The 3 Keys to Ultimate Hospitality by Jesiah Mauck

The restaurant business and the hospitality industry in general is a tough arena in which to compete. Razor thin margins, long hours, and extreme stress & pressure make owning a restaurant a nightmarish proposition, if not for the drive and passion of chefs, restaurant owners, managers, and workers. We need every edge we can muster to compete in this challenging business.

So as the leader of a restaurant consulting group Greybar Solutions that helps struggling owners, I often ask myself, “If I could summarize ultimate hospitality for restaurant owners as briefly and simply as possible, what would it look like?” I’d want it to be something that applies not only to fine dining restaurants, but to casual dining and quick service as well. In fact, it should have application in almost any customer service environment. I think I’ve narrowed it down to a total of six words.


In my experience, ultimate hospitality really comes down to three things:


  1. Anticipate Needs.  Listening to your guests is great, and ensures your service will hopefully be at least satisfactory. But more often than not, what your guests leave unsaid is as important or more important than what they directly express. Businesses or brands who deliver ultimate hospitality will always stand out because they anticipate unexpressed needs or wishes. Nowhere is this concept brought to life more substantially than at The Ritz-Carlton. If you work in hospitality, an absolute must-read is Joseph Michelli’s book The New Gold Standard in which he breaks down the ethos behind the creation of the Ritz-Carlton customer experience.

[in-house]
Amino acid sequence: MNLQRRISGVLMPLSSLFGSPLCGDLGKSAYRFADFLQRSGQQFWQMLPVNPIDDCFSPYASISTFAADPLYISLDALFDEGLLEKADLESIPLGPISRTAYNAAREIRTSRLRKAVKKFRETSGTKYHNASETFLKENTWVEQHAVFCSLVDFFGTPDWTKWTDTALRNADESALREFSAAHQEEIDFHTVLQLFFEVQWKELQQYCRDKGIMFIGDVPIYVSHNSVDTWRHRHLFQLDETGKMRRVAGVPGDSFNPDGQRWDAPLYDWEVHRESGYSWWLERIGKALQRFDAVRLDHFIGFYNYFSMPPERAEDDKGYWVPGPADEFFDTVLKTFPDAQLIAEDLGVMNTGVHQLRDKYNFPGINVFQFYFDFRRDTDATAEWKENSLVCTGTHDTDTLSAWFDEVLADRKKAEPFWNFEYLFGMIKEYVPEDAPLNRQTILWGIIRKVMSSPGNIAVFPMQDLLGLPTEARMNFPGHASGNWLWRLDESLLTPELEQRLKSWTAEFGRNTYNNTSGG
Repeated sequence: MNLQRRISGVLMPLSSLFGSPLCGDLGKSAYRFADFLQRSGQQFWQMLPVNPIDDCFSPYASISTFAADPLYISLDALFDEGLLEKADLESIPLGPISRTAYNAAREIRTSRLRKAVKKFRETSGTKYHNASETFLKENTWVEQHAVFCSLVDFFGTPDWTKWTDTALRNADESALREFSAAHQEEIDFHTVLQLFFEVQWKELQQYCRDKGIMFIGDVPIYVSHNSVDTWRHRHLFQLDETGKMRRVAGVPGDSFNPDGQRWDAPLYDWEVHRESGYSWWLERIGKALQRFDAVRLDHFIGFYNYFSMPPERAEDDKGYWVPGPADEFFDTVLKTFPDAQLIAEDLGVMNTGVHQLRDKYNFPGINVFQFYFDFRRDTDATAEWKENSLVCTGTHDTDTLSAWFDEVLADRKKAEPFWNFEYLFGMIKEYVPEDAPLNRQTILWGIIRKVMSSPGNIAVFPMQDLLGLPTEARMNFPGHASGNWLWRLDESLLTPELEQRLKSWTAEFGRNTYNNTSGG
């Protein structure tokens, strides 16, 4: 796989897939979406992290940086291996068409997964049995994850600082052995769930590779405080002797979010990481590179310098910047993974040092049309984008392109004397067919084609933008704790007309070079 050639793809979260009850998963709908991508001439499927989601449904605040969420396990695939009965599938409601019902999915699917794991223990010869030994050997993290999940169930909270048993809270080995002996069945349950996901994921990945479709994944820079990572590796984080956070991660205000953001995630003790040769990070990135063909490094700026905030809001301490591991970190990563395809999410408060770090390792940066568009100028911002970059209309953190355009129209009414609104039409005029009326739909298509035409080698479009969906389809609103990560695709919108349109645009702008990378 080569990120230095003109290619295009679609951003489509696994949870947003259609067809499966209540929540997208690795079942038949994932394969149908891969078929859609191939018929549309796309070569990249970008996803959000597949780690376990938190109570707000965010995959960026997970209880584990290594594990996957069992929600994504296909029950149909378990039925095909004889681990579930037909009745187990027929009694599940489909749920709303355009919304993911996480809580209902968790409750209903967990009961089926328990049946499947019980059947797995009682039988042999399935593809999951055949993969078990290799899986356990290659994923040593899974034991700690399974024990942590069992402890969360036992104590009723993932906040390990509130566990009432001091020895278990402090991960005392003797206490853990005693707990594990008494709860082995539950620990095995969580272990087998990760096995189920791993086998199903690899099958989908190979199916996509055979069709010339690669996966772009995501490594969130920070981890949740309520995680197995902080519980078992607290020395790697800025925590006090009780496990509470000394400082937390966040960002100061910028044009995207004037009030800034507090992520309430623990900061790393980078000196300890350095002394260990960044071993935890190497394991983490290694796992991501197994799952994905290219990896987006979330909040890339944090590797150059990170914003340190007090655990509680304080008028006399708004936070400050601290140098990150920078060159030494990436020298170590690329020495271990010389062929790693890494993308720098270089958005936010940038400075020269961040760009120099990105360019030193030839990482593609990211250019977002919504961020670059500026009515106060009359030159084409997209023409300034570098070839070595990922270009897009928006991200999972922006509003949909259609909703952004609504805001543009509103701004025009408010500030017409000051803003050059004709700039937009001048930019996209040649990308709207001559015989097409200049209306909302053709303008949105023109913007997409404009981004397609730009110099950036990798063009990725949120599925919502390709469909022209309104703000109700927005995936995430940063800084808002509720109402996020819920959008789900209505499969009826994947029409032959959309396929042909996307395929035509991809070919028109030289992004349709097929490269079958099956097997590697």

2. Exceed Expectations.  Exceeding expectations is a means by which we can escalate the perception of value and deliver a “wow.” To exceed expectations means that you understand that expected performance is actually mediocrity . And mediocrity isn’t memorable. Exceeding expectations for a guest, especially when unexpected, is something that creates a pleasant surprise, and pleasant surprises are memorable. Pleasant memories tied to your business lead to greater guest loyalty. But remember: today’s delight becomes tomorrow’s expectation.
  3. Connect Emotionally.  Customers who are “emotionally connected” to a product or service buy more, are more profitable and are more loyal than customers who are “highly satisfied”, according to Harvard Business Review . But what does that mean? Defining an emotional connection can be difficult, as it is largely an unconscious feeling. Eliciting emotional engagement from your guests will vary depending on your specific business, but being responsive, being authentic, building on shared experiences, and showing personality are all important aspects of establishing an emotional connection.

Bringing it all together:  The important takeaway here is that these key actions that drive ultimate hospitality won’t happen unless you and your team are actively and enthusiastically working on them every day. You must always be looking for opportunities to anticipate needs, exceed expectations, and connect emotionally.

Story by Jesiah Mauck

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